Controversial Court Decision: Anorexic Woman Given Power to Refuse Life-Saving Care

“Controversial Court Decision: Anorexic Woman Given Power to Refuse Life-Saving Care”

Family’s Outrage

A family is expressing their fury over a court’s decision to grant a 24-year-old woman with anorexia the authority to determine whether she should receive life-saving care.

Despite her family’s belief that she is too ill to make such choices, the judge ruled in favor of Patricia’s right to decide her treatment.

Patricia had previously signed an advanced directive refusing life-saving care, leading an NHS trust to seek clarification from the Court of Protection.

Critical Condition

Patricia, with a Body Mass Index (BMI) between eight and 10, falls well below the healthy BMI range, which is between 18.5 and 24.9.

Her condition is dire, with reports indicating she is just “days or even hours” away from death.

While she has the option to leave the hospital for palliative care at home, her family has been desperately trying to find an eating disorder unit that would admit her.

The Legal Battle

Initially, in May, Mr. Justice Moor acknowledged that Patricia lacked the capacity to make decisions about her medical treatment.

However, as Patricia’s condition deteriorated and she was transported to the hospital, medical professionals believed that her condition could still be reversed.

Nonetheless, when the case returned to Mr. Justice Moor, he ruled in Patricia’s “best interests” not to receive tube feeding or any other medical treatment against her wishes.

Changing Preferences

Patricia’s family expressed concerns about her rapidly changing preferences.

While the judge believed she was in agreement with his decision to refuse tube feeding by restraint, Patricia was allegedly telling her family the opposite—expressing her desire to be sedated and tube-fed because she couldn’t cope with being fully aware during the procedure.

Implications and Precedents

This judgment has raised concerns that it may make it more difficult for Patricia to seek help in the future. Additionally, it was reported that Patricia is the sixth eating disorder patient since 2020 to be allowed to choose death over treatment.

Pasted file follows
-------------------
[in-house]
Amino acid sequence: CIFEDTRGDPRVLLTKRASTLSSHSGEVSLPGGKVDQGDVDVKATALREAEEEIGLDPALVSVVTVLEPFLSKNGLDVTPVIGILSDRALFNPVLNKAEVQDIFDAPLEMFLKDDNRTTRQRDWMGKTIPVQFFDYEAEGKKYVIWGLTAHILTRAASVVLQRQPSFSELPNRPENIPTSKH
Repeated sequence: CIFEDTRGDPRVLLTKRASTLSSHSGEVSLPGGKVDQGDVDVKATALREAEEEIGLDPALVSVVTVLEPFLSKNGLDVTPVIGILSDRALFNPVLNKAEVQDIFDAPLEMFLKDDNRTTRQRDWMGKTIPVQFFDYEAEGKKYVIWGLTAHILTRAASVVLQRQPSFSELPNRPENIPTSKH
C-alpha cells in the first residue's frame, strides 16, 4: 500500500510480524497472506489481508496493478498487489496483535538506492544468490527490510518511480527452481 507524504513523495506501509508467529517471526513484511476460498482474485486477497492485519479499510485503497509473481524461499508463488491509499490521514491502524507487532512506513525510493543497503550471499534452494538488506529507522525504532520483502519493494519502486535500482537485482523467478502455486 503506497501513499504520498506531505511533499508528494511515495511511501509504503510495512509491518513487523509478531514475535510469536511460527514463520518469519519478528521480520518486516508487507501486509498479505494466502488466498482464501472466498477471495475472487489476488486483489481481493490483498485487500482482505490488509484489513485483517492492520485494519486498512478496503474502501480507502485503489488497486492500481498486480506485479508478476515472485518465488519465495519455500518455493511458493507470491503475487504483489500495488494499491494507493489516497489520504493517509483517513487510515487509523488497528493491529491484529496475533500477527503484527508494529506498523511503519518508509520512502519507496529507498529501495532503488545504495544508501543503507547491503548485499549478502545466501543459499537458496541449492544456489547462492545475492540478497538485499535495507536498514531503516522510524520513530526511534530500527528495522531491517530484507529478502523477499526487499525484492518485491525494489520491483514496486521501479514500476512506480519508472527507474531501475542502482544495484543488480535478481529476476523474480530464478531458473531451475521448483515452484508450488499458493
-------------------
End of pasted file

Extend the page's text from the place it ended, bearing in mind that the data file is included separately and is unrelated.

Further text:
A freedom of information request revealed that numerous eating disorder patients under NHS care possess similar directives to refuse life-saving care.

Rising Eating Disorder Cases

Experts have noted a significant increase in the diagnosis of eating disorders among teenage girls, with rates soaring by as much as 42 percent since the beginning of the COVID-19 pandemic.

The research also highlighted a disturbing rise in self-harm among teenage girls.

Disparities in access to care based on socioeconomic factors are of concern, with experts suggesting a potential “postcode lottery of care,” where individuals in more deprived communities may struggle to access necessary support.

A Plea for Diverse Treatment

Eating disorder campaigners and former patients have advocated for more tailored and diverse treatment approaches.

They argue that, just like in physical illnesses, different methods should be explored to help patients recover rather than resorting to a one-size-fits-all approach.

The current practice of discharging patients deemed “too far gone” or referring them to palliative care is deeply troubling to those advocating for better eating disorder care.

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